Who is liable if my pet hurts my roommates infant if my roommate is (knowingly) increasing the level of danger?

I have pet rats. I have had these rats for a few years now. About five months ago, my friend asked if she and her young baby could move in with me because her living situation was stressful and potentially dangerous. When she asked, she knew that I had pet rats and what kind of cage I kept the rats in. I keep my rats in a feisty ferret cage (Image here: http://www.petworldshop.com/pictures/feisty-ferret... which an infant could easily get their fingers into. I had also informed her before we moved in that the rats most likely will bite anything stuck between the bars of the cage, assuming that it's food.

When we moved in together, I constructed a "rat barrier" around the rat cage. A few months later, she took it down, saying that it was "ugly". Now that the baby knows how to crawl, all that he wants to do is put his fingers in the rat cage. We put the barrier back up, but she actually deconstructed it after about a week and threw part of it away.

I have told her now that she needs to buy baby gates that she can tolerate in order to ensure her infants safety. She has yet to order any baby gates and it does not seem likely that she is about to. Her baby is a fast crawler and she is constantly leaving him alone in the same room as the cages for periods of more than a minute (way more than enough time for him to get his fingers in the cage).

Note: My rats do not have bad temperaments, they just tend to assume that anything stuck between the bars of their cage is food.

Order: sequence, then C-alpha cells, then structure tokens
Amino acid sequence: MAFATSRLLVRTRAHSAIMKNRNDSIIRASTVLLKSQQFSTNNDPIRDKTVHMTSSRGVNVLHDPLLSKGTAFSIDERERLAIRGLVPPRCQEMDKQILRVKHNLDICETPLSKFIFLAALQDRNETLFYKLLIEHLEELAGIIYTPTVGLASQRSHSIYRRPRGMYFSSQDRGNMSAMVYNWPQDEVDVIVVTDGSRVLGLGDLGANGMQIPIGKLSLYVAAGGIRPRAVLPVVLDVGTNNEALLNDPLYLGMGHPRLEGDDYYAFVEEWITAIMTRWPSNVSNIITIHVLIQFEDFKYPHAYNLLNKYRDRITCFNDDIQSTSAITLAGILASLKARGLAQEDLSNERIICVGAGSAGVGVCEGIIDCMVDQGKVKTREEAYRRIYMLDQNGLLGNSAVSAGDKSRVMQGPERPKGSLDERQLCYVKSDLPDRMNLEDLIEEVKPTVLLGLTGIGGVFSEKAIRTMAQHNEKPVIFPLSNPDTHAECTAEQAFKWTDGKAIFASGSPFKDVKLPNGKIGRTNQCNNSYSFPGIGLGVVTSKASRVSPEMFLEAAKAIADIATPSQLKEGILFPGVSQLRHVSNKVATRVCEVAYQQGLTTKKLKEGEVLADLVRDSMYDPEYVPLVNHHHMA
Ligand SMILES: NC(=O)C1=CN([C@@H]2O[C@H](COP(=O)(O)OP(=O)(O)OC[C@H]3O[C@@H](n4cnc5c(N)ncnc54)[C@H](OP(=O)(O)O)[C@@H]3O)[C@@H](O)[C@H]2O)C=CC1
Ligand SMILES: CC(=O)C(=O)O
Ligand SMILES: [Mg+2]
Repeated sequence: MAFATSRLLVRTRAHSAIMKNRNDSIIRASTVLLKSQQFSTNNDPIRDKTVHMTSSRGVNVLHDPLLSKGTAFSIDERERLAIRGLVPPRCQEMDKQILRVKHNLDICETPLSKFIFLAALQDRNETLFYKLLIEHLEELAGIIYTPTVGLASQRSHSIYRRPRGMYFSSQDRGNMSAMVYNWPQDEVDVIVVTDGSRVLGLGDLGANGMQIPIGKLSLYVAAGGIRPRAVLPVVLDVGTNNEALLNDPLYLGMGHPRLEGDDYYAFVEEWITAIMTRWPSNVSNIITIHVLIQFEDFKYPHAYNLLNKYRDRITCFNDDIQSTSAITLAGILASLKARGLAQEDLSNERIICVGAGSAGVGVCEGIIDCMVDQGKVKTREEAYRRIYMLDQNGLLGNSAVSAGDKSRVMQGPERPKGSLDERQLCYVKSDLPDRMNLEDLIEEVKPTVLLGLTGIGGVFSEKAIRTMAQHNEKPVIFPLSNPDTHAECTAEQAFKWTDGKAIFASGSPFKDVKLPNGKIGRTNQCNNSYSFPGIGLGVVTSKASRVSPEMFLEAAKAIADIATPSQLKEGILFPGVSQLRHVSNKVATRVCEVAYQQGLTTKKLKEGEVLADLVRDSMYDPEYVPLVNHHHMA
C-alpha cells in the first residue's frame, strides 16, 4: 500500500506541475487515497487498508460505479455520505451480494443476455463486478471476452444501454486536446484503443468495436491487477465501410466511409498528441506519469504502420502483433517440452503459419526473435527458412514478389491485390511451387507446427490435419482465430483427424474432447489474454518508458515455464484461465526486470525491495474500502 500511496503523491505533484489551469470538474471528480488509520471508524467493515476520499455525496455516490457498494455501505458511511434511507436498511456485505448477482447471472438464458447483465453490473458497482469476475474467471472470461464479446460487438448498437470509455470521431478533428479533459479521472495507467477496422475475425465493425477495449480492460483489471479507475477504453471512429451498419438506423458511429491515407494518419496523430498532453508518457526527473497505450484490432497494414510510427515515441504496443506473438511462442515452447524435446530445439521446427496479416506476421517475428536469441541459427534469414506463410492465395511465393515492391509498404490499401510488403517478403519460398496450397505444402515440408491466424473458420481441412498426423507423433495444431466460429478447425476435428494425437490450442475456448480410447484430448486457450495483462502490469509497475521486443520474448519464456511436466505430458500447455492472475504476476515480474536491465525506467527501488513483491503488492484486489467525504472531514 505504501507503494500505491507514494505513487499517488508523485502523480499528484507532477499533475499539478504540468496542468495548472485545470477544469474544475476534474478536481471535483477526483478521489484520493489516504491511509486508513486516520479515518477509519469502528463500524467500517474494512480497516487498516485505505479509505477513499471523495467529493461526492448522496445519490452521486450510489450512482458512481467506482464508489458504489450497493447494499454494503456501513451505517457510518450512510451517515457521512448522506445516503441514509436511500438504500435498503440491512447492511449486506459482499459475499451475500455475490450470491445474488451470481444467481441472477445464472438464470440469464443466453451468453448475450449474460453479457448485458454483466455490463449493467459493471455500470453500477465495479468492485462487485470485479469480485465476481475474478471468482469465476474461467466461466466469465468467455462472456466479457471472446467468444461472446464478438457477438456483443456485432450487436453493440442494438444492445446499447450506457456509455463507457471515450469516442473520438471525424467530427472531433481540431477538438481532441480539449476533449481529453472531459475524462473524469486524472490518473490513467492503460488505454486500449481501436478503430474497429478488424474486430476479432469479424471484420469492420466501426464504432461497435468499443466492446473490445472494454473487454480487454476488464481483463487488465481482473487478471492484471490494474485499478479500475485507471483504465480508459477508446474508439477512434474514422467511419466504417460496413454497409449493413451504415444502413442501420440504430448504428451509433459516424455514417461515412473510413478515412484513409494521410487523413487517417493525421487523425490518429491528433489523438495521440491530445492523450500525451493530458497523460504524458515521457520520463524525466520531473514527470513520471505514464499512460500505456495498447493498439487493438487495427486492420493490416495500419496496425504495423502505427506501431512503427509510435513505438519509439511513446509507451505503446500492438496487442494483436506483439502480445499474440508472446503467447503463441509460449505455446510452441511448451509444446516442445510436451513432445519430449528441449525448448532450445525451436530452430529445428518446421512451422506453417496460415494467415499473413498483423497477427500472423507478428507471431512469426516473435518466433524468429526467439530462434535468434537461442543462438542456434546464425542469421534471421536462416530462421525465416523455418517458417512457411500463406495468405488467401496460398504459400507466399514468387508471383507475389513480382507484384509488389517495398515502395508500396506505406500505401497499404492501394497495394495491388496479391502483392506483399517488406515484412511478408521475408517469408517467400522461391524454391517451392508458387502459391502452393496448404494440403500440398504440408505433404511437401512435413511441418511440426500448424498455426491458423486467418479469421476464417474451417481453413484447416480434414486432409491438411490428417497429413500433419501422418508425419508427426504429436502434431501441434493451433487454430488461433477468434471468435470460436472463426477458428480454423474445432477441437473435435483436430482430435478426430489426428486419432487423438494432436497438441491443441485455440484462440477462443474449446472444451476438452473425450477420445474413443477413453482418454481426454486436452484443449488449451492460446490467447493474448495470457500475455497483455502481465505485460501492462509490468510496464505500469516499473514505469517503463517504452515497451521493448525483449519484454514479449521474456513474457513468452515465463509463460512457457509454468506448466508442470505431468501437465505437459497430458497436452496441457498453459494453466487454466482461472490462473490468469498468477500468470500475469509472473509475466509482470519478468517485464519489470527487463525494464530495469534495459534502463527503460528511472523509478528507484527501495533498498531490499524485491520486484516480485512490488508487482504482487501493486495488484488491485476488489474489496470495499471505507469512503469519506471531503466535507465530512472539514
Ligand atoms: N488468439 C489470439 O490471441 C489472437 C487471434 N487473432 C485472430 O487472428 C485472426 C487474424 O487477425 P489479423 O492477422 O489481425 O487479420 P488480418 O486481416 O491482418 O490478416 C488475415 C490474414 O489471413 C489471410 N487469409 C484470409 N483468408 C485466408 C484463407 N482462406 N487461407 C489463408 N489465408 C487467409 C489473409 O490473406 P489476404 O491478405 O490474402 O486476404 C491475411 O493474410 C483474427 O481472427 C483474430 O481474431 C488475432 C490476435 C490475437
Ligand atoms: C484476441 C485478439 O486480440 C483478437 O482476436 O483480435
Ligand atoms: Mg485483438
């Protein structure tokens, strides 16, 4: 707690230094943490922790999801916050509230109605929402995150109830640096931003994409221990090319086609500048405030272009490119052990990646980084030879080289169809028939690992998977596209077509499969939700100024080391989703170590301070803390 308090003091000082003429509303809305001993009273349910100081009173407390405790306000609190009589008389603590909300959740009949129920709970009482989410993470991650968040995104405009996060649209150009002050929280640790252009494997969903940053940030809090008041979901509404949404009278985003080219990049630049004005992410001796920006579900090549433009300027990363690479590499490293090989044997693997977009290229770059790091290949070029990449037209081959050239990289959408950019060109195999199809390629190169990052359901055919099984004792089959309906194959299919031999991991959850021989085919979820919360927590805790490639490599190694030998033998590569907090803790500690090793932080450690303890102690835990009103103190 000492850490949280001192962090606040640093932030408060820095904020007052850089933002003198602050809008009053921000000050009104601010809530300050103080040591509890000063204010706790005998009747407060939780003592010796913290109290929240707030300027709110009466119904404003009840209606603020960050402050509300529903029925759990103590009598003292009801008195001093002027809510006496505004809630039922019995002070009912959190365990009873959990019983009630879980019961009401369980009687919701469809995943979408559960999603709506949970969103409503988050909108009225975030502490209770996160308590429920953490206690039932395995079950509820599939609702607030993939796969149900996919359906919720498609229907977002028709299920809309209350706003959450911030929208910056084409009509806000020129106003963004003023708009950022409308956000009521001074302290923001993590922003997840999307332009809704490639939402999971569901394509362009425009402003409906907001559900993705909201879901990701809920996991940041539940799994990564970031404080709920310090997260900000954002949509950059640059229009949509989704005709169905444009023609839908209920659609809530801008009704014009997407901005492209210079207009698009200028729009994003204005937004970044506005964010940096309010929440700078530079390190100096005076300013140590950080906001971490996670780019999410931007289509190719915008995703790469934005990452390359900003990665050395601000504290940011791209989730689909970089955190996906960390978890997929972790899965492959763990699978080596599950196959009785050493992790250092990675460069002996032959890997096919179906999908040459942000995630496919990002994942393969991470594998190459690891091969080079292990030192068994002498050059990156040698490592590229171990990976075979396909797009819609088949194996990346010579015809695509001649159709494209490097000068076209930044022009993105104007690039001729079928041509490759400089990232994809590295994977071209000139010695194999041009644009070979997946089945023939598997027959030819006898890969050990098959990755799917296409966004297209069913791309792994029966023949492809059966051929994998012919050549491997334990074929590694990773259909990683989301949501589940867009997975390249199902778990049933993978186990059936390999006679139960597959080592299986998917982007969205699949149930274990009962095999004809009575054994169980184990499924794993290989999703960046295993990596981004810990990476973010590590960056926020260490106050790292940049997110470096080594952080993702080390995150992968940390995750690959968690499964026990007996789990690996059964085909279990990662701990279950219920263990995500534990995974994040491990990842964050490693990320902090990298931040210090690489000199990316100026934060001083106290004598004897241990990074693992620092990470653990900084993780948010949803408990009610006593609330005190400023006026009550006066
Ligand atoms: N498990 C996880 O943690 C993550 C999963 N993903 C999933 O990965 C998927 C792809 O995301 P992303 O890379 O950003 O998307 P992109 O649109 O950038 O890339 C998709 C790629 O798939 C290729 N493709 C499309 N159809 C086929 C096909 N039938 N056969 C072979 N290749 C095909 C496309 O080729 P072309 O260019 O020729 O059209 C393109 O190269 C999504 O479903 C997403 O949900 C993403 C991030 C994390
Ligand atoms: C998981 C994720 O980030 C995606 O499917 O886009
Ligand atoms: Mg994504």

So here are my qeustions:

1. If one of my rats bites her infant, am I legally liable? I feel that I have done enough on my end to protect her infant and that she has not done enough on her end.

2. Also, she has advised me that she would hurt or kill my rats if they did any damage to her infant. Would I be able to pursue her legally, considering that I have done plenty to inform her of the dangers they would impose, that she knew the danger that they imposed beforehand, and that I have attempted to protect her infant from possible danger and that she removed those precautions?

9 Answers

  • 10 years ago
    Favorite Answer

    Yes, you are liable for the conduct of your rats but at the same time, your roommate must take reasonable precautions to protect her own child. And if her child is bitten by your rats but at the same time, she has taken down the rat barrier, she is going to have a hard time suing you. Further, she doesn't have the right to take the law into her own hands by killing your rats if they bite her child. She could be and should be prosecuted for animal cruelty if she does so!

    Your friend is unreasonable and she is taking advantage of your good nature. You took her in when she needed help and this is how she repays you....by threatening to kill your pets. And she is asking for trouble by removing the rat barrier just because she thinks it is ugly. I think that you should evict her and let her find a place that is better suited to her and her child. Evict her now before "something" happens to your rats. Good luck!

  • Anonymous
    10 years ago

    SHE was aware that you had pet rats and SHE still decided to move in with you AND her baby! YOU took precautions so the baby, who is now crawling around, doesn't get bitten, that''s good! But, your roommate DECIDED the rat barrier was ugly, and took it upon herself to remove it! HEH! it's YOUR house! I would have told her NO! it stays up as long as you are living here with the baby!!! SHE is putting her child in danger, not you! Besides, if she doesn't want the barrier up, then SHE should be watching that kid 24/7! My advise to you, for your own piece of mind, is ask her to leave!!! Your rats were there first, and why put yourself in jeopardy to get sued! It seems like SHE is taking over your place, and her threatening to kill your rats would be the last straw for me!!! Don't procrastinate about this situation! The longer she stays the more trouble you will have!!! Keep the rats and get rid of her and the baby!